OTTAWA — The vigour that carried the Canadian labour market on its impressive run in 2017 hit a speed bump to start this year with its largest one-month job drop in nine years.
The economy lost 88,000 positions — all of them part time — in January for its biggest employment decline in a single month since 2009, Statistics Canada’s latest jobs survey revealed Friday.
The dip helped push the national unemployment rate up to 5.9 per cent, from a revised 5.8 per cent the previous month.
The decrease was driven by the loss of 137,000 part-time positions, including more than 59,000 in Ontario. It was the biggest one-month collapse in part-time work since the agency started gathering the data in 1976.
For Ontario, some experts raised the possibility of a link between the provincial drop and the introduction last month of a controversial minimum-wage hike.
To partially offset the declines, Statistics Canada said the economy added 49,000 full-time positions last month. The survey also detected stronger wage growth in January of 3.3 per cent, which also led some to point out possible connections to Ontario.
However, several experts made sure to note that before trying to draw conclusions from the January report, one should consider the well-known month-to-month volatility in the jobs figures.
“The Canadian economy experienced a very large setback in January … but it also needs to be kept in perspective — we had outstandingly strong job growth over the course of last year,” Craig Alexander, chief economist for the Conference Board of Canada, said in an interview.
“Quite frankly, we were overdue for a bad number.”
Despite Canada’s healthy economic performance last year, Alexander said the surprising pace of job creation had been stronger than the other data. He said the losses reported Friday brought the monthly jobs average more in line with the other economic numbers.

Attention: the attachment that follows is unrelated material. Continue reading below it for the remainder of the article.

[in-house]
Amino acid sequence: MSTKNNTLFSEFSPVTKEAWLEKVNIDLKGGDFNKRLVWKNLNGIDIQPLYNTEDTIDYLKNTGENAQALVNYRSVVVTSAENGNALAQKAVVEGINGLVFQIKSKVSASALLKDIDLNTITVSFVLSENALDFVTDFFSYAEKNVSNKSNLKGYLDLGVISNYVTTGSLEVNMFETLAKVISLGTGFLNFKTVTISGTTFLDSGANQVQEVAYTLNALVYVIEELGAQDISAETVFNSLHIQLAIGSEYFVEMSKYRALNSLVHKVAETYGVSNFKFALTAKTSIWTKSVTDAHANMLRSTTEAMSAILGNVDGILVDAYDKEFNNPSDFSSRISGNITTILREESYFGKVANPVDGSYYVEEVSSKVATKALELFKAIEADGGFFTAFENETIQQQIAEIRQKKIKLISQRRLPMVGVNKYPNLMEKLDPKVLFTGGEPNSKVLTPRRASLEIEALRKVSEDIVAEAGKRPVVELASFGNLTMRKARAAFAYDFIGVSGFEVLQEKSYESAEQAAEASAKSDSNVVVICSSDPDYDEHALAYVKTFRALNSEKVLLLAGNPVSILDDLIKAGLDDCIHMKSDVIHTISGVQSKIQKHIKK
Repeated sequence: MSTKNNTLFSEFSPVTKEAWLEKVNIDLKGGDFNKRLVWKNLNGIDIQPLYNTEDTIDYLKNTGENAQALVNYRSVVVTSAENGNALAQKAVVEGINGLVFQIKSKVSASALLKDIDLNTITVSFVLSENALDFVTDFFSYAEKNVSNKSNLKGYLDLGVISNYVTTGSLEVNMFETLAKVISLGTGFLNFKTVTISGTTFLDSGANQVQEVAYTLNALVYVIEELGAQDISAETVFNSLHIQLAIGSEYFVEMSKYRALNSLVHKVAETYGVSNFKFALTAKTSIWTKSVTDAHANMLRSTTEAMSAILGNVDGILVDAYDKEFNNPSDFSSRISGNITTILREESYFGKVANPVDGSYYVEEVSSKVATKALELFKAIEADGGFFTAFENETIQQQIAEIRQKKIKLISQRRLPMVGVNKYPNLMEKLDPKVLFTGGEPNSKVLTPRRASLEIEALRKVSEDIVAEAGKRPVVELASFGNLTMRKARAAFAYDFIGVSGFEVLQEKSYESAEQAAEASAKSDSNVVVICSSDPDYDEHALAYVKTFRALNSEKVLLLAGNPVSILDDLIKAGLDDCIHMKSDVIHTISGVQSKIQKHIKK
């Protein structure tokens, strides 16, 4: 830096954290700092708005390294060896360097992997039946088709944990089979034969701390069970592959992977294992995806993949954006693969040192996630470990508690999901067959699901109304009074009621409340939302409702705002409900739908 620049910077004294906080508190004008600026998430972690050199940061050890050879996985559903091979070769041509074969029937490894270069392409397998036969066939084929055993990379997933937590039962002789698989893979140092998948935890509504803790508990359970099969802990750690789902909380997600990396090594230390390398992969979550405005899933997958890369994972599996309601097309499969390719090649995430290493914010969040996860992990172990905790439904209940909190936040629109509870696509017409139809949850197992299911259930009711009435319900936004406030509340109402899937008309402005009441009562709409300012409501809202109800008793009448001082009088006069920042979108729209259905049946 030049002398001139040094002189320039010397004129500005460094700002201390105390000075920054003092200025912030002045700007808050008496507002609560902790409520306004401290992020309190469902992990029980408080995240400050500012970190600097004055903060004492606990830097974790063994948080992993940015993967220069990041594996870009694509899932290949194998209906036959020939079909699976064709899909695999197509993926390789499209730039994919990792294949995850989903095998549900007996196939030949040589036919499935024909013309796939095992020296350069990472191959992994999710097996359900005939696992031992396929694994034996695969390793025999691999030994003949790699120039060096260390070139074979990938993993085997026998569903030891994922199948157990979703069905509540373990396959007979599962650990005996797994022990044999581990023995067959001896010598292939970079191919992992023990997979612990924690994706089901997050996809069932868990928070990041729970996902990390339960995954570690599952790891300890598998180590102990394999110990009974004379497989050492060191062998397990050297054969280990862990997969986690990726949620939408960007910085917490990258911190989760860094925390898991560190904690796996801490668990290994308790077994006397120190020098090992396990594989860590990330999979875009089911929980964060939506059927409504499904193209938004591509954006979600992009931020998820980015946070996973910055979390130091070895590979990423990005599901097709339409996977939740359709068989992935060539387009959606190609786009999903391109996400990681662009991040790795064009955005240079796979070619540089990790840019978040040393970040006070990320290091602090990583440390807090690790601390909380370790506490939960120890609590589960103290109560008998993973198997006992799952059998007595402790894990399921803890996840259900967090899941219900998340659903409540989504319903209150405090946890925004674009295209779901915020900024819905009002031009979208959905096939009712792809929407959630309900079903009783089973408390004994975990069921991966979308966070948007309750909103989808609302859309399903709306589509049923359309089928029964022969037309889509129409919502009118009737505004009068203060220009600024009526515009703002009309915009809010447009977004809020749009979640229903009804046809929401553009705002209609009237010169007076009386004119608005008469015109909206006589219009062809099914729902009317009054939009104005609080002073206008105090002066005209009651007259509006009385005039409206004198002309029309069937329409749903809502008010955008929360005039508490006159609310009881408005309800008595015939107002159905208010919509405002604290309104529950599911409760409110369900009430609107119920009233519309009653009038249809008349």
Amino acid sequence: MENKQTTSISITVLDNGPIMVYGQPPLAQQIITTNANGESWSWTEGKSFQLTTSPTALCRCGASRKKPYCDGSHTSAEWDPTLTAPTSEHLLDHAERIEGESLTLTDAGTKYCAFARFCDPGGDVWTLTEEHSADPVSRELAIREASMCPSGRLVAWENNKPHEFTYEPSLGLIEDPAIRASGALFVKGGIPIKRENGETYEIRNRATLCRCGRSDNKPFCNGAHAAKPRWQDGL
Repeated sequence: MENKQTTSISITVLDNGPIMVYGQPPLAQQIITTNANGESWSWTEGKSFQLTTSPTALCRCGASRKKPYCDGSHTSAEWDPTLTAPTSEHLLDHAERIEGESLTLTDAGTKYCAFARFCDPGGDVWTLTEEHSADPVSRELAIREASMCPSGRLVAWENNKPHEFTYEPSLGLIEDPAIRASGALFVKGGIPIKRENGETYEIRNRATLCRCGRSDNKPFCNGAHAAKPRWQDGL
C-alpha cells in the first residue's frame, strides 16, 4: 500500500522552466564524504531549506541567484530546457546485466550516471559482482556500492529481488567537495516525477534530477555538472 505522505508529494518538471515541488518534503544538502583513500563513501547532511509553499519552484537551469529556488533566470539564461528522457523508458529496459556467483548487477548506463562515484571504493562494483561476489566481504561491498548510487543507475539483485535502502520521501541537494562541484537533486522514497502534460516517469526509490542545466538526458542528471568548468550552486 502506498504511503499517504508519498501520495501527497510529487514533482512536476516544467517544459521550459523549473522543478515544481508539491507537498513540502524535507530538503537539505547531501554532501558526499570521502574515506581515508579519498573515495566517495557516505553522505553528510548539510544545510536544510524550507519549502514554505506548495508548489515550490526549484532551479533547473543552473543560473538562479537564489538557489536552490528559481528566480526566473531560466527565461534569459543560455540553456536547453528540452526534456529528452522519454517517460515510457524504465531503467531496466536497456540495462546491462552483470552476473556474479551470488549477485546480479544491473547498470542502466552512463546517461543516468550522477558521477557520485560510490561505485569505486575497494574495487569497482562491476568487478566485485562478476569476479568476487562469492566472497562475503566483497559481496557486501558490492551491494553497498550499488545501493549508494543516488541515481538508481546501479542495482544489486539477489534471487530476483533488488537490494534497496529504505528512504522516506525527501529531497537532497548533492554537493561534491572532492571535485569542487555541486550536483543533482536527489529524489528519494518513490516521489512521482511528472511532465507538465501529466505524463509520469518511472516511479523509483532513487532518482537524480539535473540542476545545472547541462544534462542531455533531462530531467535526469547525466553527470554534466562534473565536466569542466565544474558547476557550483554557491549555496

“I don’t think that the January number is the start of a whole series of declines — I think it’s more of a reflection of the fact that we were tracking abnormally strong numbers behind us,” Alexander said.
When it comes to the Bank of Canada’s possible reaction to the January report, Alexander noted the “bad number” could delay the timing of governor Stephen Poloz’s next rate hike. Poloz has repeatedly said future rate decisions will be highly data dependent.
Others didn’t expect the January report, on its own, to have a significant impact on the outcome of the Bank of Canada’s next rate announcement.
CIBC chief economist Avery Shenfeld said he thought it probably leaves Poloz right where he was before the survey results came out.
“This is a mixed bag for the Bank of Canada because we did see a significant rise in wage inflation … which might counter the disappointment on the headline jobs count,” Shenfeld said.
Even with the decline, Canada has had a strong run of job creation that’s generated 414,100 full-time jobs over a 12-month period. The growth represents an increase of 2.8 per cent.
Over that same period, the number of part-time positions fell by 125,400 for a contraction of 3.5 per cent.
A closer look at the January data showed the number of paid employee positions also experienced a significant loss last month by shedding 112,000 positions.
By comparison, the number of people who identified as self-employed workers — often seen as a less desirable category that includes unpaid work in a family business — increased last month by 23,900.
The wage improvements in January arrived the same month that saw Ontario take the controversial step of raising its minimum wage. The report also said Ontario shed 50,900 jobs last month — with all of the net losses in part-time work.
Most analysts cautiously highlighted the potential connection. They’ll scrutinize incoming data over the next few months to get a better sense of the kind of impact Ontario’s minimum-wage increase could have on the provincial job market.
“The concentration of the job loss in Ontario and the focus upon lost part-time jobs in that province will no doubt feed debate on whether large minimum wage hikes took a toll on employment,” Scotiabank’s Derek Holt wrote in a note to clients.
“But proving causality may remain contentious.”